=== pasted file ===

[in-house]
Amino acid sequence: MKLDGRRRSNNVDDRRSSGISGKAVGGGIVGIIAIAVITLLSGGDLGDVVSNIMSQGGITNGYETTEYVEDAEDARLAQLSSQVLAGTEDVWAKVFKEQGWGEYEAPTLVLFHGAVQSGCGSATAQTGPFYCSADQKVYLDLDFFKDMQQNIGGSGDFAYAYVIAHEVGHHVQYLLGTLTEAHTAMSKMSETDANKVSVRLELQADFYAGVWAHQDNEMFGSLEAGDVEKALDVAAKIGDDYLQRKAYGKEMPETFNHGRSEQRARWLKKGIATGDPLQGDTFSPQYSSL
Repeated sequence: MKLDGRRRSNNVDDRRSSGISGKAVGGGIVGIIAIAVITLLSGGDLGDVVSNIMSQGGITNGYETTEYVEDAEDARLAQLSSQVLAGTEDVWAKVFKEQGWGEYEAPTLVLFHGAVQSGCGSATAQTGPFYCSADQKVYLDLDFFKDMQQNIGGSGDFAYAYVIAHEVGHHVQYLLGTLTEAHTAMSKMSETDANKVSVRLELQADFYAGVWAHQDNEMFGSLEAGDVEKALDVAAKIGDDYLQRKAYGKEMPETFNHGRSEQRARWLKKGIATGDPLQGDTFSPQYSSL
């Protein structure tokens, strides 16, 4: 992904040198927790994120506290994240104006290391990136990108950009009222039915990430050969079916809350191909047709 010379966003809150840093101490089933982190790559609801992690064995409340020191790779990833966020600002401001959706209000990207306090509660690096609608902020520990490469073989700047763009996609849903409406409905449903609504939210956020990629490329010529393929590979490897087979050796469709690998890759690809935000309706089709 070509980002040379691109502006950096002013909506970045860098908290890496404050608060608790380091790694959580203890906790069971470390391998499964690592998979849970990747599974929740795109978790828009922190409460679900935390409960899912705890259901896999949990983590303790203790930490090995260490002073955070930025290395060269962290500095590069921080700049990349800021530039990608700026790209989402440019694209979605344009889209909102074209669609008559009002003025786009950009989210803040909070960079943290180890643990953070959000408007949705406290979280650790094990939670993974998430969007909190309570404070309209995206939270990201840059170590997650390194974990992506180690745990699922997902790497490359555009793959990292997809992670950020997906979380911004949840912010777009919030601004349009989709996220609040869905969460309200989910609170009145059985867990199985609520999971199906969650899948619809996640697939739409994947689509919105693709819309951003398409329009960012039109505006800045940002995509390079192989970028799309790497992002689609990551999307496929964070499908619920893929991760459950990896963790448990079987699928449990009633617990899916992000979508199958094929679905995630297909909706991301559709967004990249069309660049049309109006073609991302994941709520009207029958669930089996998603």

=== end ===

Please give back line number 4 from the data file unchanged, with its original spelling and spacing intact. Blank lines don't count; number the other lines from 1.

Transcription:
């Protein structure tokens, strides 16, 4: 992904040198927790994120506290994240104006290391990136990108950009009222039915990430050969079916809350191909047709 010379966003809150840093101490089933982190790559609801992690064995409340020191790779990833966020600002401001959706209000990207306090509660690096609608902020520990490469073989700047763009996609849903409406409905449903609504939210956020990629490329010529393929590979490897087979050796469709690998890759690809935000309706089709 070509980002040379691109502006950096002013909506970045860098908290890496404050608060608790380091790694959580203890906790069971470390391998499964690592998979849970990747599974929740795109978790828009922190409460679900935390409960899912705890259901896999949990983590303790203790930490090995260490002073955070930025290395060269962290500095590069921080700049990349800021530039990608700026790209989402440019694209979605344009889209909102074209669609008559009002003025786009950009989210803040909070960079943290180890643990953070959000408007949705406290979280650790094990939670993974998430969007909190309570404070309209995206939270990201840059170590997650390194974990992506180690745990699922997902790497490359555009793959990292997809992670950020997906979380911004949840912010777009919030601004349009989709996220609040869905969460309200989910609170009145059985867990199985609520999971199906969650899948619809996640697939739409994947689509919105693709819309951003398409329009960012039109505006800045940002995509390079192989970028799309790497992002689609990551999307496929964070499908619920893929991760459950990896963790448990079987699928449990009633617990899916992000979508199958094929679905995630297909909706991301559709967004990249069309660049049309109006073609991302994941709520009207029958669930089996998603």